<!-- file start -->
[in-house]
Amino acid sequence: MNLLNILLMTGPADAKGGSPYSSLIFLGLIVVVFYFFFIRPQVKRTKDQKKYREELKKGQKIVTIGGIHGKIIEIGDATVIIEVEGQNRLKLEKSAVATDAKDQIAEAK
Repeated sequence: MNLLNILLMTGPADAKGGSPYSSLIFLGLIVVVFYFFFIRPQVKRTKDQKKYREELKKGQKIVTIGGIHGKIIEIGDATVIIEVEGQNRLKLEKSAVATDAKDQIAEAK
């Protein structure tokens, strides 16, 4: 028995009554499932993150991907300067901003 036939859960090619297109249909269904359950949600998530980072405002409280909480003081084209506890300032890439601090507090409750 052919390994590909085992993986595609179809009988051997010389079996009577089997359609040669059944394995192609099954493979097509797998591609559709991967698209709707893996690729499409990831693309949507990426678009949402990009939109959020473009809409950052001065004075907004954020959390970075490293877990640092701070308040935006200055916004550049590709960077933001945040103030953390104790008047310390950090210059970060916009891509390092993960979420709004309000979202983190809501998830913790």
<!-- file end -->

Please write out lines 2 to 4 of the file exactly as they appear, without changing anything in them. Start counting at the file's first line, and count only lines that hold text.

Amino acid sequence: MNLLNILLMTGPADAKGGSPYSSLIFLGLIVVVFYFFFIRPQVKRTKDQKKYREELKKGQKIVTIGGIHGKIIEIGDATVIIEVEGQNRLKLEKSAVATDAKDQIAEAK
Repeated sequence: MNLLNILLMTGPADAKGGSPYSSLIFLGLIVVVFYFFFIRPQVKRTKDQKKYREELKKGQKIVTIGGIHGKIIEIGDATVIIEVEGQNRLKLEKSAVATDAKDQIAEAK
């Protein structure tokens, strides 16, 4: 028995009554499932993150991907300067901003 036939859960090619297109249909269904359950949600998530980072405002409280909480003081084209506890300032890439601090507090409750 052919390994590909085992993986595609179809009988051997010389079996009577089997359609040669059944394995192609099954493979097509797998591609559709991967698209709707893996690729499409990831693309949507990426678009949402990009939109959020473009809409950052001065004075907004954020959390970075490293877990640092701070308040935006200055916004550049590709960077933001945040103030953390104790008047310390950090210059970060916009891509390092993960979420709004309000979202983190809501998830913790």